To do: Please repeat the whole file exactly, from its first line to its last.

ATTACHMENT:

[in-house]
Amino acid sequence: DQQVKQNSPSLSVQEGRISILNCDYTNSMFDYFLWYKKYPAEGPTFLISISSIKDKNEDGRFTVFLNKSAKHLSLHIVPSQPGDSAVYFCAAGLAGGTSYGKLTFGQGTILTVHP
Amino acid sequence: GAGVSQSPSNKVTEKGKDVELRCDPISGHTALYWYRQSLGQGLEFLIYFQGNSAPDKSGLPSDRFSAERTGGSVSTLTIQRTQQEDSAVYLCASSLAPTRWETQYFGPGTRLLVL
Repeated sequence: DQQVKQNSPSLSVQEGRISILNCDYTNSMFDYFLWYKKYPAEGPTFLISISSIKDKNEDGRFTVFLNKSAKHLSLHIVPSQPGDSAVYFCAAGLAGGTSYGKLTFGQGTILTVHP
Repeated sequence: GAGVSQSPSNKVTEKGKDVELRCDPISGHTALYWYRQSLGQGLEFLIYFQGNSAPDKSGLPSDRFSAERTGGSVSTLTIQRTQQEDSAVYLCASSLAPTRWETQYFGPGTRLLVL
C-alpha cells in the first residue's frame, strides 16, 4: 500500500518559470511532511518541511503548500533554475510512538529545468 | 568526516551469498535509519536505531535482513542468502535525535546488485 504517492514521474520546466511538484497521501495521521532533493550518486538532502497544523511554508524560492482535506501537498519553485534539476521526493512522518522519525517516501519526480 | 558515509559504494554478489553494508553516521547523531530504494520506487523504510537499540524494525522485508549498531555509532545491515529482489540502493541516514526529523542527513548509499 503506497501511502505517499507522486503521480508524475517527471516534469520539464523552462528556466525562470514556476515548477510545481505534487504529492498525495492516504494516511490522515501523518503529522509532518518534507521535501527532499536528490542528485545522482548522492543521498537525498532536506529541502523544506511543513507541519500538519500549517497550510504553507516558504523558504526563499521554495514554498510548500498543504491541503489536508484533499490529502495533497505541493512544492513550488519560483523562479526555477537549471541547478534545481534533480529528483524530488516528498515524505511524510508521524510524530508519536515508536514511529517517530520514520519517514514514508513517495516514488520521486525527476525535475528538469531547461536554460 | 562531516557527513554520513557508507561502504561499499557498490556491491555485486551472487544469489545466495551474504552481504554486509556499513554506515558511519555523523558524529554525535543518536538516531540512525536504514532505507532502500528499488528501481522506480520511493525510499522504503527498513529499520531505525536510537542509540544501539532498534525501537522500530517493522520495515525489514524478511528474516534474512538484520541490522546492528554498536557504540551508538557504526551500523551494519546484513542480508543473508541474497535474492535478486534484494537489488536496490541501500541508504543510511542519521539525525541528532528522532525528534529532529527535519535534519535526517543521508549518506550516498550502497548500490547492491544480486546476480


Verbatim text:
[in-house]
Amino acid sequence: DQQVKQNSPSLSVQEGRISILNCDYTNSMFDYFLWYKKYPAEGPTFLISISSIKDKNEDGRFTVFLNKSAKHLSLHIVPSQPGDSAVYFCAAGLAGGTSYGKLTFGQGTILTVHP
Amino acid sequence: GAGVSQSPSNKVTEKGKDVELRCDPISGHTALYWYRQSLGQGLEFLIYFQGNSAPDKSGLPSDRFSAERTGGSVSTLTIQRTQQEDSAVYLCASSLAPTRWETQYFGPGTRLLVL
Repeated sequence: DQQVKQNSPSLSVQEGRISILNCDYTNSMFDYFLWYKKYPAEGPTFLISISSIKDKNEDGRFTVFLNKSAKHLSLHIVPSQPGDSAVYFCAAGLAGGTSYGKLTFGQGTILTVHP
Repeated sequence: GAGVSQSPSNKVTEKGKDVELRCDPISGHTALYWYRQSLGQGLEFLIYFQGNSAPDKSGLPSDRFSAERTGGSVSTLTIQRTQQEDSAVYLCASSLAPTRWETQYFGPGTRLLVL
C-alpha cells in the first residue's frame, strides 16, 4: 500500500518559470511532511518541511503548500533554475510512538529545468 | 568526516551469498535509519536505531535482513542468502535525535546488485 504517492514521474520546466511538484497521501495521521532533493550518486538532502497544523511554508524560492482535506501537498519553485534539476521526493512522518522519525517516501519526480 | 558515509559504494554478489553494508553516521547523531530504494520506487523504510537499540524494525522485508549498531555509532545491515529482489540502493541516514526529523542527513548509499 503506497501511502505517499507522486503521480508524475517527471516534469520539464523552462528556466525562470514556476515548477510545481505534487504529492498525495492516504494516511490522515501523518503529522509532518518534507521535501527532499536528490542528485545522482548522492543521498537525498532536506529541502523544506511543513507541519500538519500549517497550510504553507516558504523558504526563499521554495514554498510548500498543504491541503489536508484533499490529502495533497505541493512544492513550488519560483523562479526555477537549471541547478534545481534533480529528483524530488516528498515524505511524510508521524510524530508519536515508536514511529517517530520514520519517514514514508513517495516514488520521486525527476525535475528538469531547461536554460 | 562531516557527513554520513557508507561502504561499499557498490556491491555485486551472487544469489545466495551474504552481504554486509556499513554506515558511519555523523558524529554525535543518536538516531540512525536504514532505507532502500528499488528501481522506480520511493525510499522504503527498513529499520531505525536510537542509540544501539532498534525501537522500530517493522520495515525489514524478511528474516534474512538484520541490522546492528554498536557504540551508538557504526551500523551494519546484513542480508543473508541474497535474492535478486534484494537489488536496490541501500541508504543510511542519521539525525541528532528522532525528534529532529527535519535534519535526517543521508549518506550516498550502497548500490547492491544480486546476480